A role for natural killer cells in the rapid death of cultured donor myoblasts after transplantation

    Research output: Contribution to journalArticlepeer-review

    28 Citations (Scopus)


    Background. The rapid and massive death of cultured donor myoblasts after injection in vivo is a major problem for clinical myoblast transfer therapy (MTT). This study shows blood-borne factors are responsible and that ablating the host natural killer (NK) cell response greatly enhances the survival of such donor myoblasts.Methods. Cultured male donor myoblasts were injected into muscles of female host mice and surviving donor male DNA (myoblasts) quantified using a Y-chromosome specific (Y1) probe. Survival of donor myoblasts transfected with m144, a murine major histocompatibility complex (MHC) class I homologue that protects against NK attack, was quantified. In addition, donor myoblast survival was investigated in host mice following initial (before MTT) and sustained (repeatedly for 3 weeks after MTT) depletion of host NK1.1(+) and CD4(+)/CD8(+) cells using specific monoclonal antibodies (either alone or in combination) for up to 3 weeks after MTT, as well as in beige (deficient in NK activity) and in perforin-deficient mdx: host mice.Results. A major role for blood-borne factors (especially cells) was confirmed by MTT experiments in irradiated and perfused host mice. Substantially enhanced myoblast survival was seen with donor myoblasts modified by transfection. with the m144 molecule or following antibody depletion of host NK1.1(+) cells and in beige host mice. Other studies support some role for CD8(+) but not CD4(+) cells.Conclusions. These combined data support a central role for host NK cells in the rapid initial death of donor myoblasts. The demonstrated role of NK cells provides strategies to enhance the efficacy of clinical myoblast transplantation.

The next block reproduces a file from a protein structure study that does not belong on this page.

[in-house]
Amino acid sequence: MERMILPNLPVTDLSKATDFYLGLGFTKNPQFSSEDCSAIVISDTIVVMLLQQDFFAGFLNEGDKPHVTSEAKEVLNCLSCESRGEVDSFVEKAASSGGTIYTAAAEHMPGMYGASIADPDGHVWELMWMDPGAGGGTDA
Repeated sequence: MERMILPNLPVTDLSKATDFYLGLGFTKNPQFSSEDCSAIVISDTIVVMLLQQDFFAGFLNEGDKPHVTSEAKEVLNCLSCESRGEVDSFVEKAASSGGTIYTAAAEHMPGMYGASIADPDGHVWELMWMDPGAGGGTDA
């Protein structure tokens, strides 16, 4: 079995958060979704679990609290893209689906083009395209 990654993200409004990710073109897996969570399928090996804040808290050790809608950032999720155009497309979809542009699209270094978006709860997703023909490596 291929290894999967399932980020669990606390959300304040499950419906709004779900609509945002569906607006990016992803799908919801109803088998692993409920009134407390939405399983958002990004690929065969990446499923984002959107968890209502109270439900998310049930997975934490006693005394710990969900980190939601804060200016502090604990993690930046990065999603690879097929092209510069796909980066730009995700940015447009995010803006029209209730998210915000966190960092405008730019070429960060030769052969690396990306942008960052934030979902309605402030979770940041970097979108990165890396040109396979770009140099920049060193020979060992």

Original languageEnglish
    Pages (from-to)863-871
    Issue number6
    Publication statusPublished - 2003


    Dive into the research topics of 'A role for natural killer cells in the rapid death of cultured donor myoblasts after transplantation'. Together they form a unique fingerprint.

    Cite this